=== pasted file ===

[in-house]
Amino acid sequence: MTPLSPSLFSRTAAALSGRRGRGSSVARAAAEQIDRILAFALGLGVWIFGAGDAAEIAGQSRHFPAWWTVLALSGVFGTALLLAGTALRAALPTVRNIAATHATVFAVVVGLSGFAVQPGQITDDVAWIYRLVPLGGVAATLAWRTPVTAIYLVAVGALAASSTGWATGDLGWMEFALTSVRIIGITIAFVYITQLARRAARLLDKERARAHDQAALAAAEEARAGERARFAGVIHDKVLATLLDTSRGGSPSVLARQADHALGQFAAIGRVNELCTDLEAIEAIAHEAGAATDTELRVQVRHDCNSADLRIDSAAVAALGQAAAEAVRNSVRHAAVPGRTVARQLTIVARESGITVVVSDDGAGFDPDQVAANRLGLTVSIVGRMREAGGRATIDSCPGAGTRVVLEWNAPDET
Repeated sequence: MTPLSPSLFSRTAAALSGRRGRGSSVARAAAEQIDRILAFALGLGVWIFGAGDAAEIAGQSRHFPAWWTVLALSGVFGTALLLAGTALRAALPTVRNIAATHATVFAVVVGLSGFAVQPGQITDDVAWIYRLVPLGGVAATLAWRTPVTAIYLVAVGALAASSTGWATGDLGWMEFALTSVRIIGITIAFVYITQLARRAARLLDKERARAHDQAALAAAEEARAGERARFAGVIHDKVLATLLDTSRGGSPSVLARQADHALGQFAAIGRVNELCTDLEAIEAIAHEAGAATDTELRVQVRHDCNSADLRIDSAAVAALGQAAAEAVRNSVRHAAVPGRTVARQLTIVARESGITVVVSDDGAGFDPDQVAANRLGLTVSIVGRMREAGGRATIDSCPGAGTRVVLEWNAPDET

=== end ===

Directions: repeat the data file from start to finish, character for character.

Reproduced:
[in-house]
Amino acid sequence: MTPLSPSLFSRTAAALSGRRGRGSSVARAAAEQIDRILAFALGLGVWIFGAGDAAEIAGQSRHFPAWWTVLALSGVFGTALLLAGTALRAALPTVRNIAATHATVFAVVVGLSGFAVQPGQITDDVAWIYRLVPLGGVAATLAWRTPVTAIYLVAVGALAASSTGWATGDLGWMEFALTSVRIIGITIAFVYITQLARRAARLLDKERARAHDQAALAAAEEARAGERARFAGVIHDKVLATLLDTSRGGSPSVLARQADHALGQFAAIGRVNELCTDLEAIEAIAHEAGAATDTELRVQVRHDCNSADLRIDSAAVAALGQAAAEAVRNSVRHAAVPGRTVARQLTIVARESGITVVVSDDGAGFDPDQVAANRLGLTVSIVGRMREAGGRATIDSCPGAGTRVVLEWNAPDET
Repeated sequence: MTPLSPSLFSRTAAALSGRRGRGSSVARAAAEQIDRILAFALGLGVWIFGAGDAAEIAGQSRHFPAWWTVLALSGVFGTALLLAGTALRAALPTVRNIAATHATVFAVVVGLSGFAVQPGQITDDVAWIYRLVPLGGVAATLAWRTPVTAIYLVAVGALAASSTGWATGDLGWMEFALTSVRIIGITIAFVYITQLARRAARLLDKERARAHDQAALAAAEEARAGERARFAGVIHDKVLATLLDTSRGGSPSVLARQADHALGQFAAIGRVNELCTDLEAIEAIAHEAGAATDTELRVQVRHDCNSADLRIDSAAVAALGQAAAEAVRNSVRHAAVPGRTVARQLTIVARESGITVVVSDDGAGFDPDQVAANRLGLTVSIVGRMREAGGRATIDSCPGAGTRVVLEWNAPDET